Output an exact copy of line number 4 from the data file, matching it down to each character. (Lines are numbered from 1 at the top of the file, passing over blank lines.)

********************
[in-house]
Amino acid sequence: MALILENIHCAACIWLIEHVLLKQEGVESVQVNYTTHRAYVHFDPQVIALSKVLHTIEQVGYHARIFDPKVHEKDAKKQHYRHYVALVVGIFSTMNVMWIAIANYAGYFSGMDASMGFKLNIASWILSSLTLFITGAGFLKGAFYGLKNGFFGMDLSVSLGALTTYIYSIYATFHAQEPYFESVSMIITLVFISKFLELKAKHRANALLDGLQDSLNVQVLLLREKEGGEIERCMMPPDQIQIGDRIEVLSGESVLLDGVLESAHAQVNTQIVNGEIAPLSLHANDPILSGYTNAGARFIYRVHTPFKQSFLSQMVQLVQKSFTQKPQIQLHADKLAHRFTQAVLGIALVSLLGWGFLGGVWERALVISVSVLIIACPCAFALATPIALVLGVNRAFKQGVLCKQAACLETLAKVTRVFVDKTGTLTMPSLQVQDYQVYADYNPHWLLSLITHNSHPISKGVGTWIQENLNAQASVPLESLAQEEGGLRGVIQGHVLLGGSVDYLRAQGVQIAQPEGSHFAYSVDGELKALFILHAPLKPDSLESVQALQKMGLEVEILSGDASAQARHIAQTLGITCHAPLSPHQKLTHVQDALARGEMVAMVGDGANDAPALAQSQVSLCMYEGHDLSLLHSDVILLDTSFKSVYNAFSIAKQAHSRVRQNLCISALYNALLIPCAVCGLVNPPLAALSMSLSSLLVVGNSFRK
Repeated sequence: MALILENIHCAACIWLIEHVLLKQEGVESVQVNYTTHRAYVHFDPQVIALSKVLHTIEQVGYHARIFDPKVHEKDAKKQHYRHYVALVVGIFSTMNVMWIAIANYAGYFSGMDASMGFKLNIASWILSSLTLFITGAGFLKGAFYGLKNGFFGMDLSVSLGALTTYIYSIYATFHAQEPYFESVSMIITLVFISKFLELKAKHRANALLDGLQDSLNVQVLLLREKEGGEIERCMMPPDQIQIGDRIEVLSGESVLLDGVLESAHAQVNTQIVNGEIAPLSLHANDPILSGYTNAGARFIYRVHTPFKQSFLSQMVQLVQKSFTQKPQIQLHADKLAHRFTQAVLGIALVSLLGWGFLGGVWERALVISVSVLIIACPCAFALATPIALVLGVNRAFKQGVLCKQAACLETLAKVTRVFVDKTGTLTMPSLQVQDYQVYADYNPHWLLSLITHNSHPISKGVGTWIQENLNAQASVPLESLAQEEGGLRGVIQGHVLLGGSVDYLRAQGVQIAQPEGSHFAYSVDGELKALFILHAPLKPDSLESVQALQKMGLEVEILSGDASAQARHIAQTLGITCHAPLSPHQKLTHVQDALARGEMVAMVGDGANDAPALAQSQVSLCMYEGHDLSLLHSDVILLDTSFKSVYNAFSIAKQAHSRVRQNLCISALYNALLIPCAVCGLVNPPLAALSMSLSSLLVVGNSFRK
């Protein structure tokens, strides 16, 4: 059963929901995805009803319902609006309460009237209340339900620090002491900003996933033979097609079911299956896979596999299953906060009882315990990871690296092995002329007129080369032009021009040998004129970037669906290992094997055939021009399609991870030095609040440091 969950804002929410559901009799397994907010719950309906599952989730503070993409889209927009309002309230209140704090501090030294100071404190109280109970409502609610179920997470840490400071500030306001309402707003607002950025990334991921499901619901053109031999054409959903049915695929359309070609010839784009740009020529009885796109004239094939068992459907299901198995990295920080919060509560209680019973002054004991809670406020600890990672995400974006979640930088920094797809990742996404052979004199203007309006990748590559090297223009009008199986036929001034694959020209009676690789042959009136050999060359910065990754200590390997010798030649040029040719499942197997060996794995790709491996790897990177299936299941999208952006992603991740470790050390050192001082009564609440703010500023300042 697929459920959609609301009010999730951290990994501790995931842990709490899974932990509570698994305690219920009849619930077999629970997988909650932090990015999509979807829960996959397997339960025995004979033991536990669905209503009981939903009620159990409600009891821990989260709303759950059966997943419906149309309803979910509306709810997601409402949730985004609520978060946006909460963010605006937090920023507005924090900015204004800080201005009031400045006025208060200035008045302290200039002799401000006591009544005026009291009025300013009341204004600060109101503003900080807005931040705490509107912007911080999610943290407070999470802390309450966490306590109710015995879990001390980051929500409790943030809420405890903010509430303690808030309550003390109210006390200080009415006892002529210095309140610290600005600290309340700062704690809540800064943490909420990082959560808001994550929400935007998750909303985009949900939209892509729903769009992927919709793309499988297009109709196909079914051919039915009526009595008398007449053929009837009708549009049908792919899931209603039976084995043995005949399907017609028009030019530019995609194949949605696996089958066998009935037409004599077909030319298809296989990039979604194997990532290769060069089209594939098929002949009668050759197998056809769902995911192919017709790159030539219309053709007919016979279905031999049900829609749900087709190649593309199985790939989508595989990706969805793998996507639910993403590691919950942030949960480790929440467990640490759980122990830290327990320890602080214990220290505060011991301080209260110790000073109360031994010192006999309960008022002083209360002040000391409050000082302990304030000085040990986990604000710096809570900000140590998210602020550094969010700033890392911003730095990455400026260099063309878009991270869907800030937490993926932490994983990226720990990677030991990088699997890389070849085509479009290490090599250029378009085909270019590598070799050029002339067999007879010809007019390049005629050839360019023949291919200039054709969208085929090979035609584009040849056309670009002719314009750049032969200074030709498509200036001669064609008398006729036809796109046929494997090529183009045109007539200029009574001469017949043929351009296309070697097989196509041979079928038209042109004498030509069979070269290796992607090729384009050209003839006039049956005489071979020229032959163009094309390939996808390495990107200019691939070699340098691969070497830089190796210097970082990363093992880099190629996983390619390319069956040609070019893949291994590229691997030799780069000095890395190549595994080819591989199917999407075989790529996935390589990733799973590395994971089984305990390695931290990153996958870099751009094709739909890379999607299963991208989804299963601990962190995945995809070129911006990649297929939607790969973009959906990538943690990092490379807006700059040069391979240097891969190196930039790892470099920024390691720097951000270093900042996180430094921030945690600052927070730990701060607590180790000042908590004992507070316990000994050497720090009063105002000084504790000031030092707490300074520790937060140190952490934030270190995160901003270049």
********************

């Protein structure tokens, strides 16, 4: 059963929901995805009803319902609006309460009237209340339900620090002491900003996933033979097609079911299956896979596999299953906060009882315990990871690296092995002329007129080369032009021009040998004129970037669906290992094997055939021009399609991870030095609040440091 969950804002929410559901009799397994907010719950309906599952989730503070993409889209927009309002309230209140704090501090030294100071404190109280109970409502609610179920997470840490400071500030306001309402707003607002950025990334991921499901619901053109031999054409959903049915695929359309070609010839784009740009020529009885796109004239094939068992459907299901198995990295920080919060509560209680019973002054004991809670406020600890990672995400974006979640930088920094797809990742996404052979004199203007309006990748590559090297223009009008199986036929001034694959020209009676690789042959009136050999060359910065990754200590390997010798030649040029040719499942197997060996794995790709491996790897990177299936299941999208952006992603991740470790050390050192001082009564609440703010500023300042 697929459920959609609301009010999730951290990994501790995931842990709490899974932990509570698994305690219920009849619930077999629970997988909650932090990015999509979807829960996959397997339960025995004979033991536990669905209503009981939903009620159990409600009891821990989260709303759950059966997943419906149309309803979910509306709810997601409402949730985004609520978060946006909460963010605006937090920023507005924090900015204004800080201005009031400045006025208060200035008045302290200039002799401000006591009544005026009291009025300013009341204004600060109101503003900080807005931040705490509107912007911080999610943290407070999470802390309450966490306590109710015995879990001390980051929500409790943030809420405890903010509430303690808030309550003390109210006390200080009415006892002529210095309140610290600005600290309340700062704690809540800064943490909420990082959560808001994550929400935007998750909303985009949900939209892509729903769009992927919709793309499988297009109709196909079914051919039915009526009595008398007449053929009837009708549009049908792919899931209603039976084995043995005949399907017609028009030019530019995609194949949605696996089958066998009935037409004599077909030319298809296989990039979604194997990532290769060069089209594939098929002949009668050759197998056809769902995911192919017709790159030539219309053709007919016979279905031999049900829609749900087709190649593309199985790939989508595989990706969805793998996507639910993403590691919950942030949960480790929440467990640490759980122990830290327990320890602080214990220290505060011991301080209260110790000073109360031994010192006999309960008022002083209360002040000391409050000082302990304030000085040990986990604000710096809570900000140590998210602020550094969010700033890392911003730095990455400026260099063309878009991270869907800030937490993926932490994983990226720990990677030991990088699997890389070849085509479009290490090599250029378009085909270019590598070799050029002339067999007879010809007019390049005629050839360019023949291919200039054709969208085929090979035609584009040849056309670009002719314009750049032969200074030709498509200036001669064609008398006729036809796109046929494997090529183009045109007539200029009574001469017949043929351009296309070697097989196509041979079928038209042109004498030509069979070269290796992607090729384009050209003839006039049956005489071979020229032959163009094309390939996808390495990107200019691939070699340098691969070497830089190796210097970082990363093992880099190629996983390619390319069956040609070019893949291994590229691997030799780069000095890395190549595994080819591989199917999407075989790529996935390589990733799973590395994971089984305990390695931290990153996958870099751009094709739909890379999607299963991208989804299963601990962190995945995809070129911006990649297929939607790969973009959906990538943690990092490379807006700059040069391979240097891969190196930039790892470099920024390691720097951000270093900042996180430094921030945690600052927070730990701060607590180790000042908590004992507070316990000994050497720090009063105002000084504790000031030092707490300074520790937060140190952490934030270190995160901003270049």